shareholders, Toby Elwin, blog

Fast Start — How Shareholders are Ruining American Business

The Atlantic, shareholders ruining, american business, fast startFast Start conversation: During the 2007 and 2008 financial crisis, huge banks that were thought shareholder friendly found more financial trouble in effort to please shareholders.

An executive at a publicly traded corporation must serve both the long-term strategic health of the corporation and maximize short-term shareholder return, return that includes their compensation-tied stock.

Did shareholder return help cause the financial crises?

In How Shareholders are Ruining American Business, The Atlantic’s, Justin Fox, calls out shareholder value ideology. In the quest to maximize returns to shareholders executive doctrine shifted from stakeholders to shareholders.

The prime concern of shareholders is a return on their investment. If a shareholder does not see an appropriate return, they move on. fair return on an equity investment requires management look, firstly, to please investors.

It seems maximize economic value for shareholders presents a challenge to corporate executives.

One value to rule them all? Shareholder value is a common success measure for:

  • Pay,
  • Evaluation,
  • Governance reforms,
  • Media

Try to motivate employees with: “we maximize shareholder value”.  My alternative:  maximize return on stakeholder involvement.

How does return on involvement challenge shareholder return?

Are shareholders stakeholders?

How do shareholders impact the strategic plan?

When did board of directors turn away from their corporate stakeholders to become beholden to shareholders?

Are shareholder and stakeholder self-interest mutually exclusive?

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Comments 2

  1. My dear friend

    Not in a million years will the corps put stakeholders first, for the obvious reason that they don’t represent $$$’s. Or at least they don’t represent explicit, direct dollars and rarely anything short-term. This is the value set our pseudo-capitalist system has cultivated for the past 200 years. We think it is the best in the world. Why would we change it?

    Be you a big bank CEO, an F-500 CEO, a West Virginia coal miner, a Texas farmhand, an immigrant itinerant worker, an Arizona retiree or a self-made millionaire – few of these want to see any change in that system or the values that drive it. The poor among them are being deceived or are working so hard they have no energy for changing the system or both. The rich among them are determined to perpetuate the system that sustains them. And the middle class? Watch out! They are fast disappearing, having been further marginalized by the system like frogs in boiling water. since 2008.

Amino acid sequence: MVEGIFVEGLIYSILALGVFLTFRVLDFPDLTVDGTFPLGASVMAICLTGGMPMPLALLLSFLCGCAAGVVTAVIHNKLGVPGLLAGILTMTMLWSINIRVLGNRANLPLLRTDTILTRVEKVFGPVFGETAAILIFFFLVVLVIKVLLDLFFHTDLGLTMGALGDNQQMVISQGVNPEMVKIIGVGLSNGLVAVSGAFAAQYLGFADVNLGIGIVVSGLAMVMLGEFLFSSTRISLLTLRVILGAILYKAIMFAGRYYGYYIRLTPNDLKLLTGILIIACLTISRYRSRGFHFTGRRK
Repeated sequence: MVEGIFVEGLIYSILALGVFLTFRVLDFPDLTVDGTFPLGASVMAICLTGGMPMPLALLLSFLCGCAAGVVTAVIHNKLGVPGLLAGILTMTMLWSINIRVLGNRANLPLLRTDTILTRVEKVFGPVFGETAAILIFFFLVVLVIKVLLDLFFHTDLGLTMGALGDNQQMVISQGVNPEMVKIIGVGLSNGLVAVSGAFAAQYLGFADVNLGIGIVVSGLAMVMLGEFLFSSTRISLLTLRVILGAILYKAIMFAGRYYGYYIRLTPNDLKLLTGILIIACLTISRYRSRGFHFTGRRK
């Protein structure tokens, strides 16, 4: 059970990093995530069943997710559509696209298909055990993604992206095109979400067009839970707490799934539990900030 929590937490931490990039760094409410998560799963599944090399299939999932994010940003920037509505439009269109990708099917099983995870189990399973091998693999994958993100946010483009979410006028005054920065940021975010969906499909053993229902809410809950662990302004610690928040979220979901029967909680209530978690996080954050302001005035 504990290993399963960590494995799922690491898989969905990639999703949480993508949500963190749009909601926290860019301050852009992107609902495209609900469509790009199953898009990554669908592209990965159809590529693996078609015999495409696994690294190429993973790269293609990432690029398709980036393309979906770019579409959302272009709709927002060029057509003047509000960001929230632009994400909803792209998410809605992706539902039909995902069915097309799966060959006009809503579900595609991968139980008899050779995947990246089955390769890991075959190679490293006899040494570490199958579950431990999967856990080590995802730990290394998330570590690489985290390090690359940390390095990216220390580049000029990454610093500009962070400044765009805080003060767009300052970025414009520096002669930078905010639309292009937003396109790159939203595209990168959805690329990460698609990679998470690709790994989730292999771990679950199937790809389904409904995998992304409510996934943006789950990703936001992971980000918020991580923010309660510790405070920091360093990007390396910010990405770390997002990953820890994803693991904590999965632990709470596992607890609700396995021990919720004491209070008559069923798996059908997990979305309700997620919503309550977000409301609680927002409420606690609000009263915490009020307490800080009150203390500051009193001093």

And we all keep hoping for a better day. 2014? Well no one can guarantee any predictions, but “keep hope alive” hasn’t worked out so well, so far.

    Charley Matera

    1. Post

      That change is hard does not present an impossible course for change – I know you believe that. Easy, no, because if it was easy someone would have done it already and the case against inertia is there for all to see.

      Hard, agreed. Change around this coming? Perhaps. I found it very interesting that this article hit my radar along with another from an unlikely source, December 31st ESPN’s Tuesday Morning Quarterback. In the section The Case Against Corporate Boards, here is an quick overview of the 6 paragraphs erudite author Gregg Easterbrook dedicates to his NFL tangent:

      Corporate board memberships are among the greatest hustles in American commerce. The Wall Street Journal recently reported that large public corporations pay their directors a median of $244,000 annually, plus lavish benefits, merely to sit in on occasional meetings, often held at luxury resorts …

      In theory, corporate boards exist to police management and protect shareholders, ensuring management doesn’t loot the company at shareholders’ expense. In practice, many boards are rubber stamps that let management get away with anything …

      Shareholders could revolt against lapdog corporate boards. But since even the most excessive board deals work out to a few cents of a major company’s share price, only those who hold huge blocks of stock have an incentive to fight corporate-board corruption. That’s why two recent developments are encouraging …

      If corporate boards were watchdogs rather than lapdogs, shareholders would be better served: and the sense that many CEOs are robbing the till might decline, which would be healthy for capitalism.

      Easterbrook then cites two firms actually acting against lapdog boards: 1) T. Rowe Price and 2) Institutional Shareholder Services

      This, in concert with conversations brought about in The Atlantic article, reveal conversations are not just happening, but are now in line towards action. A book The Shareholder Value Myth or Firm Commitment: Why the Corporation Is Failing Us and How to Restore Trust in It highlight the top end of the conversation, not the bottom end of the trough.

      Hope has a chance and chance, for any change possible, requires hope.

      I appreciate your contribution. And now that I am back in MA, I look forward to see you at the MassBay OD Learning Group.

      Happy 2014

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